Forum for Science, Industry and Business

Sponsored by:     3M 
Search our Site:

 

Secrets of a rice-killing fungal toxin

27.10.2015

Researchers at the RIKEN Center for Sustainable Resource Sciences (CSRS) have discovered the enzyme needed for synthesis of tenuazonic acid (TeA), a well-known toxin that is produced by multiple types of fungus and affects fruits, vegetables, rice, and other crops. In their study published in Nature Communications, the authors describe how they found the gene for this enzyme, and reveal that its structure is unique among known enzymes.

Mycotoxins are toxic compounds produced by fungi that are not directly involved in growth, development, or reproduction. These secondary metabolites typically colonize crops and are a real economic burden for farmers. TeA is known to be produced by at least three different plant pathogenic fungi, and is associated with spoiling of fruits, vegetables, and food-crops, as well as post-harvest decay.


Rice blast disease resulting from the mycotoxin tenuazonic acid (produced by the fungus Magnaporthe oryzae).

Credit: RIKEN

"Now that we know the gene responsible for biosynthesis of this harmful toxin," notes co-lead author Takayuki Motoyama, "after further testing we might be able to devise a way to regulate its expression and prevent destruction of important crops."

When studying microorganisms like fungus, researchers have found that genes for many secondary metabolites are silent under laboratory conditions, which has made finding them especially difficult. The CSRS group led by Hiroyuki Osada has extensive experience studying secondary metabolites, and the team reasoned that OSM1--a gene associated with responses to environmental stress--might also be related to TeA production in Magnaporthe oryzae, a pathogenic rice fungus.

While wild-type M. oryzae did not yield any TeA, researchers were able to produce it from OSM1 knockout strains. They were also able to produce TeA by culturing wild-type M. oryzae with 1% dimethylsulphoxide, perhaps as a response to the unfavorable environment.

Having two methods to produce TeA in the lab proved invaluable for identifying the gene responsible for its biosynthesis. To do so, the team performed a DNA microarray analysis using the total RNA extracted under the two conditions that yielded TeA. Only one gene was found to be expressed significantly more in these conditions than when no toxin was produced.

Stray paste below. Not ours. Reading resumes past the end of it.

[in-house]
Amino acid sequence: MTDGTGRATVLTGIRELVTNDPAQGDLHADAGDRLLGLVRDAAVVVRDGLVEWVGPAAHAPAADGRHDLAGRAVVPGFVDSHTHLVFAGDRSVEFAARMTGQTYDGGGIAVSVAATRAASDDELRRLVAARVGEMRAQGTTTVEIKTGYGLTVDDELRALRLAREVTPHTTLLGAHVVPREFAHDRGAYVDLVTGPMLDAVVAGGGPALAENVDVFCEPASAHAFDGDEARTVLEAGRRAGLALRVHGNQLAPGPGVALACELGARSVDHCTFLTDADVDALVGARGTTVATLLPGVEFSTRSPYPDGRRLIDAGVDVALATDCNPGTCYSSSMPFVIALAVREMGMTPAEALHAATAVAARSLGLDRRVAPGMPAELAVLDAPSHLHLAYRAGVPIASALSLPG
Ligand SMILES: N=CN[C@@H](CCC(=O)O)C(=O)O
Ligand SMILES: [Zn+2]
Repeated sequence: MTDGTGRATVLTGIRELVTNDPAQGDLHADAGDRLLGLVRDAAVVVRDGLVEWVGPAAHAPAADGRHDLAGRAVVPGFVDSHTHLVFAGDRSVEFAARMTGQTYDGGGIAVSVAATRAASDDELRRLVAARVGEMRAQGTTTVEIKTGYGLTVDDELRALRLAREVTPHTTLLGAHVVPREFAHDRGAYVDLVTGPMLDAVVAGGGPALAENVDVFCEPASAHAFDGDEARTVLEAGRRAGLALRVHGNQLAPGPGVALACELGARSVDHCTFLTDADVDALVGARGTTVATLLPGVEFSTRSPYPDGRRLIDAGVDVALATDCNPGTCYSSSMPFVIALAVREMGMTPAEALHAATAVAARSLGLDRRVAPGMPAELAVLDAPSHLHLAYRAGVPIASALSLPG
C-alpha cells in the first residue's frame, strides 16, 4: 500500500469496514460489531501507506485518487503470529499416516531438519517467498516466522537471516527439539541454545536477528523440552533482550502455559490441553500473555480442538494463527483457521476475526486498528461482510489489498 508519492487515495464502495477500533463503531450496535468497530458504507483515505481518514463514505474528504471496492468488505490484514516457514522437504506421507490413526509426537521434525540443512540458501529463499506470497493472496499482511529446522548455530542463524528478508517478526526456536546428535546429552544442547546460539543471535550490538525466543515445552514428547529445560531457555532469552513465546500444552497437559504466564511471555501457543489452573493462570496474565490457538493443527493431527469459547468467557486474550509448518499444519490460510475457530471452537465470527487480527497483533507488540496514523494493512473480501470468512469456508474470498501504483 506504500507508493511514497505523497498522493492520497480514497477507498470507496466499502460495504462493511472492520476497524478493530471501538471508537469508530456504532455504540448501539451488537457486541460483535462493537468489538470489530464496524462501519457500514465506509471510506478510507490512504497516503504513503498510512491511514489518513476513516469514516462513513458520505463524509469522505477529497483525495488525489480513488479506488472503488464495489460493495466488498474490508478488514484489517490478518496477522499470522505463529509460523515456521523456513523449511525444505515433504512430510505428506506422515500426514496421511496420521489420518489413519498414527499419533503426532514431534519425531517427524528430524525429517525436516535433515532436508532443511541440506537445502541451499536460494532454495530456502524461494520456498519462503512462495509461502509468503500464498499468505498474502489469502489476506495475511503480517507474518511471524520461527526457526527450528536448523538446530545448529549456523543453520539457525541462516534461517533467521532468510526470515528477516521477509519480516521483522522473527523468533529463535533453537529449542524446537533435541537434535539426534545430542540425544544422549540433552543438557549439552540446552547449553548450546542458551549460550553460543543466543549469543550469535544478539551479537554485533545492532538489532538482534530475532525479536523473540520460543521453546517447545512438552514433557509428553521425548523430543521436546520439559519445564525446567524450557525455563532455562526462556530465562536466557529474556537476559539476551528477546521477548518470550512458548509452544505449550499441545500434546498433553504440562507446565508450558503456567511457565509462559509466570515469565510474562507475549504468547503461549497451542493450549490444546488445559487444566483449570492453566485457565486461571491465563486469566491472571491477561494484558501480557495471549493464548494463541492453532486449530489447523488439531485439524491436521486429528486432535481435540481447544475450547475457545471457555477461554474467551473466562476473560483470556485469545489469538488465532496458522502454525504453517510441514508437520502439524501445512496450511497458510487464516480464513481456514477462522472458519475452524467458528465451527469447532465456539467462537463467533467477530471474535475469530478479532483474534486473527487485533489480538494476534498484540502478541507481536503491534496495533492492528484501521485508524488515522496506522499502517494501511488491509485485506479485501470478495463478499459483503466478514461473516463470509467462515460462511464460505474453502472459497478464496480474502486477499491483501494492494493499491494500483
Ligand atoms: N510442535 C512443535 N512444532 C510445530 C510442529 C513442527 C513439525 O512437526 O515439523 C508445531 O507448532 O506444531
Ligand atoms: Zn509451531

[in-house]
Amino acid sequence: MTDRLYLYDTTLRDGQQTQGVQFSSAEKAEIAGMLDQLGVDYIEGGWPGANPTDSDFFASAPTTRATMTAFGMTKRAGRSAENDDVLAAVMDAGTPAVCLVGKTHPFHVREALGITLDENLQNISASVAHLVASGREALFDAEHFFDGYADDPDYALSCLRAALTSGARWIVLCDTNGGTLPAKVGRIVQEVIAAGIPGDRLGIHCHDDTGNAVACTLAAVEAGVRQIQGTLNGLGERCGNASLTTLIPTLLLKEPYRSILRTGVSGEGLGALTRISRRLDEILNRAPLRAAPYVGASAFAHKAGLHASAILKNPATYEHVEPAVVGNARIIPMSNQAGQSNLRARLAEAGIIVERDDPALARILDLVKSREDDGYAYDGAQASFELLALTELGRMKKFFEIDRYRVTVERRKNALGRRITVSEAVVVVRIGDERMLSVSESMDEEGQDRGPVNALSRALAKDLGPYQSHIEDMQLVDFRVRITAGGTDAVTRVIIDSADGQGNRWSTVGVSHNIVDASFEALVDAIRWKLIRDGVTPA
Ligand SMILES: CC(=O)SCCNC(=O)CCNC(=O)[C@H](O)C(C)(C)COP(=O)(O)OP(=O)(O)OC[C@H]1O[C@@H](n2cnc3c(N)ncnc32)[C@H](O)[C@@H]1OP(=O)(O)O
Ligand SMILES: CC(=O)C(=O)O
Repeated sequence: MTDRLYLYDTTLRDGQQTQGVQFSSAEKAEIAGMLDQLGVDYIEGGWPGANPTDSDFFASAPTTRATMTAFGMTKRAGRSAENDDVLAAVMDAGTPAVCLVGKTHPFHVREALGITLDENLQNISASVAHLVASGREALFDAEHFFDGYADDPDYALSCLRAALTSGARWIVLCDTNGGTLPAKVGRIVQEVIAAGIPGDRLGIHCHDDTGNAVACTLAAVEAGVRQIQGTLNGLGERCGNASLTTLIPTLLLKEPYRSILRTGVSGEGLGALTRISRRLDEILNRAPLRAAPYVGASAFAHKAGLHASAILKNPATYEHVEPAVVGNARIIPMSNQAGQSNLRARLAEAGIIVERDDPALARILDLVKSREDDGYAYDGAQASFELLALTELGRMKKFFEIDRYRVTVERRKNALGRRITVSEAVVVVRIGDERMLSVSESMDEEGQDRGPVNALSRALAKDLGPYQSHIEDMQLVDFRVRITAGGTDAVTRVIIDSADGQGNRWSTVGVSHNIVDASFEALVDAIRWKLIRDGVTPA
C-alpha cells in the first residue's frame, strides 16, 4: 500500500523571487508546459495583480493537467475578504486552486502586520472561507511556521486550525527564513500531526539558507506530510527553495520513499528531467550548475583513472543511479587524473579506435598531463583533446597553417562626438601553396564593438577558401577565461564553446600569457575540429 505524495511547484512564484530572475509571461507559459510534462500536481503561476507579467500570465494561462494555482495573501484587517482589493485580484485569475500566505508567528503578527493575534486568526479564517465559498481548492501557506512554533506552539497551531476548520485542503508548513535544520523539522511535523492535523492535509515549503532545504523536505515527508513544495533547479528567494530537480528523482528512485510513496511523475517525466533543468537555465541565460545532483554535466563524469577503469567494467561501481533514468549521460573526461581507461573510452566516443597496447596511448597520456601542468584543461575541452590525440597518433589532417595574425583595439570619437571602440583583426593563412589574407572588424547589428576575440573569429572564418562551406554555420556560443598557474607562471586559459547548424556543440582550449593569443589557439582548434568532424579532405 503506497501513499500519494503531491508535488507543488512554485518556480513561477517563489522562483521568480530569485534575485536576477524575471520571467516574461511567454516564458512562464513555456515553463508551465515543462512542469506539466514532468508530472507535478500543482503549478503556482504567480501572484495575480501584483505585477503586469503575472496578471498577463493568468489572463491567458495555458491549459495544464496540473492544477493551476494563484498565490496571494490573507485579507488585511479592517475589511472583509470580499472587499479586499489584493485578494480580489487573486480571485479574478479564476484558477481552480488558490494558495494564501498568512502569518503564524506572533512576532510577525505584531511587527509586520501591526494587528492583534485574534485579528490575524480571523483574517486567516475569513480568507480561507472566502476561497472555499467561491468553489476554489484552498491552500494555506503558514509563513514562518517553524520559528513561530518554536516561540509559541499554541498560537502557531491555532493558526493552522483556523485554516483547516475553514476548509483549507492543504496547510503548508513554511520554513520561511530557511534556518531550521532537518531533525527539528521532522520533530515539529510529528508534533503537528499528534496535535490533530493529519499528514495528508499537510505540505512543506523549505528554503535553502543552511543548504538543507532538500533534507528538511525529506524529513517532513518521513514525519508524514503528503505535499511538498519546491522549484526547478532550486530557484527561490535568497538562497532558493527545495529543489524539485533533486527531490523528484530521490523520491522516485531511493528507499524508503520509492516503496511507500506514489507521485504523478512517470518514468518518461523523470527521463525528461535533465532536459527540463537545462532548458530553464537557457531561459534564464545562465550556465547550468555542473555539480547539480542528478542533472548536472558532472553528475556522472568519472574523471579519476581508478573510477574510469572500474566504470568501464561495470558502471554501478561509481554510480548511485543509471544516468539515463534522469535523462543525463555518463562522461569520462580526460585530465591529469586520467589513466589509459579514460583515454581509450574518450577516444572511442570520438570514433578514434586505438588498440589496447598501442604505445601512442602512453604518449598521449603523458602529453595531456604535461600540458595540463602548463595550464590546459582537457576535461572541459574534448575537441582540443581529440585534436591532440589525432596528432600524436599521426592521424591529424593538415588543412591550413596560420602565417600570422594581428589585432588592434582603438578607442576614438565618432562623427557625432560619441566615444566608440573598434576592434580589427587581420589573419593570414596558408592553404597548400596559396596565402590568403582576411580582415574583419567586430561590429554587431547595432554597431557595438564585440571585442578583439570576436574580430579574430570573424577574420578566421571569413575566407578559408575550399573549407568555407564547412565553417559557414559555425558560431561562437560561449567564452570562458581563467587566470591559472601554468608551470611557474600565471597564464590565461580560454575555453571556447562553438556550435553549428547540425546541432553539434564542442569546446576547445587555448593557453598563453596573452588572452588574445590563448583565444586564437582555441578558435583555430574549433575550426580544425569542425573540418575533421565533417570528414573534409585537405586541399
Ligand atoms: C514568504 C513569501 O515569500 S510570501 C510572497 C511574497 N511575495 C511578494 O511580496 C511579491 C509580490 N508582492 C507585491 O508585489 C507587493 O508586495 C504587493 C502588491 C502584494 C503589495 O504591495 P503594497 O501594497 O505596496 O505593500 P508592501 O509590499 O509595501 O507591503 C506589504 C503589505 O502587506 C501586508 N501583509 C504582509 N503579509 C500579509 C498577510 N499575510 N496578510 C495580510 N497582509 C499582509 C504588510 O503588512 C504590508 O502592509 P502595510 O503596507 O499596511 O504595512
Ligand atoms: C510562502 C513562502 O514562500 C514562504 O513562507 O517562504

Further tests were run to determine whether this gene really is responsible for TeA biosynthesis. First, knocking out this gene yielded a strain that could not produce the toxin, and researchers tentatively renamed the gene TeA synthetase 1--or TAS1. Then, the team created an M. oryzae strain that overexpressed TAS1, and as expected, this strain produced the toxin under normal conditions.

Next, researchers examined the structure of TAS1 and found that it is a hybrid enzyme containing an NRPS region followed by a PKS region. "This was very surprising", explains Motoyama. "It was assumed because of TeA's structure that it would be synthesized by a PKS-NRPS hybrid enzyme. In fact, the order of these regions was totally reversed!" While NRPS-PKS hybrid enzymes have been found in bacteria, TAS1 is the first fungal enzyme for a secondary metabolite to be discovered with an NRPS-PKS structure.

After analyzing how TeA is generated and determining that TAS1 synthesizes it from isoleucine and acetoacetyl-coenzyme A, the researchers searched for homologues in other organisms. While they found several other species of fungi that have genes for homologues sharing the same domain structure, bacterial sources with similar amino acid sequences did not share the same characteristic domain structure. Further research will be needed to find out if this novel enzyme has homologues that biosynthesize other compounds with useful biological functions.

While preventing TeA synthesis might me a goal for crop preservation, TeA also has antitumor, antibacterial, and antiviral properties that could prove beneficial in many situations. Understanding exactly how it is synthesized by TAS1 is therefore an important next step. "Now that we know that the KS domain of TAS1 is unique," notes co-lead author Choong-Soo Yun, "X-ray crystallographic analysis of this domain will be important for uncovering the reaction mechanism."

###

This study was supported in part by the Japanese Science and Technology Research Promotion Program for Agriculture, Forestry, Fisheries, and Food Industry.